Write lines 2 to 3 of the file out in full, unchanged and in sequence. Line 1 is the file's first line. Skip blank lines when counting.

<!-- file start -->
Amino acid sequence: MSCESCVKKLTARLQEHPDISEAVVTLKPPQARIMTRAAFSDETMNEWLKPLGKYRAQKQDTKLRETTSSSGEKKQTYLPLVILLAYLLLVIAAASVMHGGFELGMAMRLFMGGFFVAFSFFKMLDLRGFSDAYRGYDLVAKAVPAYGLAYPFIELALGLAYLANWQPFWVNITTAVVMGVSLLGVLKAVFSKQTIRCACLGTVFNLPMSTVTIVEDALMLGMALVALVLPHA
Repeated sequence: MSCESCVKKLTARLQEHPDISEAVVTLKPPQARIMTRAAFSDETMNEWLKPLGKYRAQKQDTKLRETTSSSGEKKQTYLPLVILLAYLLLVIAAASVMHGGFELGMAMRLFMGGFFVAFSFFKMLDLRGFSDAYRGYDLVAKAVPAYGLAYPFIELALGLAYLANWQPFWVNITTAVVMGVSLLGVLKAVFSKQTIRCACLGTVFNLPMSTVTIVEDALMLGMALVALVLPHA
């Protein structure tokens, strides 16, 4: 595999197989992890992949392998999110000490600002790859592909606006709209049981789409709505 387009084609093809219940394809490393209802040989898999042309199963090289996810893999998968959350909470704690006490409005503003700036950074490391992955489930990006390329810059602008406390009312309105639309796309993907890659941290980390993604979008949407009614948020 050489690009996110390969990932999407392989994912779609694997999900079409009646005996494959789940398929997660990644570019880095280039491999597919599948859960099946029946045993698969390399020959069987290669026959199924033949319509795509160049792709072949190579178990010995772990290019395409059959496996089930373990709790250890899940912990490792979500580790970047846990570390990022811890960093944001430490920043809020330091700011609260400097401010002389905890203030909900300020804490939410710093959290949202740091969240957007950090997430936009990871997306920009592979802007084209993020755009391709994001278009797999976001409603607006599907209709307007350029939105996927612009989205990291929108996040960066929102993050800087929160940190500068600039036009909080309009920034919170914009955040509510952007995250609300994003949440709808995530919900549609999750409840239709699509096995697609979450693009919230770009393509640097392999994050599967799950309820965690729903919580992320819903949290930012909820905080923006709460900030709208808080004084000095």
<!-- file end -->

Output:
Repeated sequence: MSCESCVKKLTARLQEHPDISEAVVTLKPPQARIMTRAAFSDETMNEWLKPLGKYRAQKQDTKLRETTSSSGEKKQTYLPLVILLAYLLLVIAAASVMHGGFELGMAMRLFMGGFFVAFSFFKMLDLRGFSDAYRGYDLVAKAVPAYGLAYPFIELALGLAYLANWQPFWVNITTAVVMGVSLLGVLKAVFSKQTIRCACLGTVFNLPMSTVTIVEDALMLGMALVALVLPHA
């Protein structure tokens, strides 16, 4: 595999197989992890992949392998999110000490600002790859592909606006709209049981789409709505 387009084609093809219940394809490393209802040989898999042309199963090289996810893999998968959350909470704690006490409005503003700036950074490391992955489930990006390329810059602008406390009312309105639309796309993907890659941290980390993604979008949407009614948020 050489690009996110390969990932999407392989994912779609694997999900079409009646005996494959789940398929997660990644570019880095280039491999597919599948859960099946029946045993698969390399020959069987290669026959199924033949319509795509160049792709072949190579178990010995772990290019395409059959496996089930373990709790250890899940912990490792979500580790970047846990570390990022811890960093944001430490920043809020330091700011609260400097401010002389905890203030909900300020804490939410710093959290949202740091969240957007950090997430936009990871997306920009592979802007084209993020755009391709994001278009797999976001409603607006599907209709307007350029939105996927612009989205990291929108996040960066929102993050800087929160940190500068600039036009909080309009920034919170914009955040509510952007995250609300994003949440709808995530919900549609999750409840239709699509096995697609979450693009919230770009393509640097392999994050599967799950309820965690729903919580992320819903949290930012909820905080923006709460900030709208808080004084000095």